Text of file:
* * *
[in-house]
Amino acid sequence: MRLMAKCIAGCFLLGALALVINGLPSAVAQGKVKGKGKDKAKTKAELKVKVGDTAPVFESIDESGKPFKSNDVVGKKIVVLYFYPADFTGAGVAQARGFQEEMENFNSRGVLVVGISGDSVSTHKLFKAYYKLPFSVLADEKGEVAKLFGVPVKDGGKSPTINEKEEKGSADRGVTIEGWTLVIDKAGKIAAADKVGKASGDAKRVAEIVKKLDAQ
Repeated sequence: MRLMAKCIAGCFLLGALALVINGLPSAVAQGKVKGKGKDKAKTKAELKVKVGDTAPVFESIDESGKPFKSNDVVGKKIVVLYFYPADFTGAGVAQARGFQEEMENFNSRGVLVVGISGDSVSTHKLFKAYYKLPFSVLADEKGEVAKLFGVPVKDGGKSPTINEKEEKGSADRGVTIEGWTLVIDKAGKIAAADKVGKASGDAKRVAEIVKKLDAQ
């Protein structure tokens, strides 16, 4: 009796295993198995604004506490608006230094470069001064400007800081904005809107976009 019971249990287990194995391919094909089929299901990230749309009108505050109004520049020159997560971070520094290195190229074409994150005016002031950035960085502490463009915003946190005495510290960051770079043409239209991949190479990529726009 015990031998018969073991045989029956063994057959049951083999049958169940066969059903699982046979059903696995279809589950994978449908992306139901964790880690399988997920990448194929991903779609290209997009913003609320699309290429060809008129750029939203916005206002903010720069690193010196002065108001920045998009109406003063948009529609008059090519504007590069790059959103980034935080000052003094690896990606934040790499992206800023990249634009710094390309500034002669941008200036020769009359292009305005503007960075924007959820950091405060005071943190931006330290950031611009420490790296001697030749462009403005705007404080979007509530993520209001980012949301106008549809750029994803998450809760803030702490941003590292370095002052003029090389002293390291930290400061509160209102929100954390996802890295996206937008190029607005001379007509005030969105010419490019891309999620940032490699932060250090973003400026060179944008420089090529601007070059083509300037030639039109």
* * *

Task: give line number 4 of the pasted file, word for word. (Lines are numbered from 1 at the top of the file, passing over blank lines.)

């Protein structure tokens, strides 16, 4: 009796295993198995604004506490608006230094470069001064400007800081904005809107976009 019971249990287990194995391919094909089929299901990230749309009108505050109004520049020159997560971070520094290195190229074409994150005016002031950035960085502490463009915003946190005495510290960051770079043409239209991949190479990529726009 015990031998018969073991045989029956063994057959049951083999049958169940066969059903699982046979059903696995279809589950994978449908992306139901964790880690399988997920990448194929991903779609290209997009913003609320699309290429060809008129750029939203916005206002903010720069690193010196002065108001920045998009109406003063948009529609008059090519504007590069790059959103980034935080000052003094690896990606934040790499992206800023990249634009710094390309500034002669941008200036020769009359292009305005503007960075924007959820950091405060005071943190931006330290950031611009420490790296001697030749462009403005705007404080979007509530993520209001980012949301106008549809750029994803998450809760803030702490941003590292370095002052003029090389002293390291930290400061509160209102929100954390996802890295996206937008190029607005001379007509005030969105010419490019891309999620940032490699932060250090973003400026060179944008420089090529601007070059083509300037030639039109």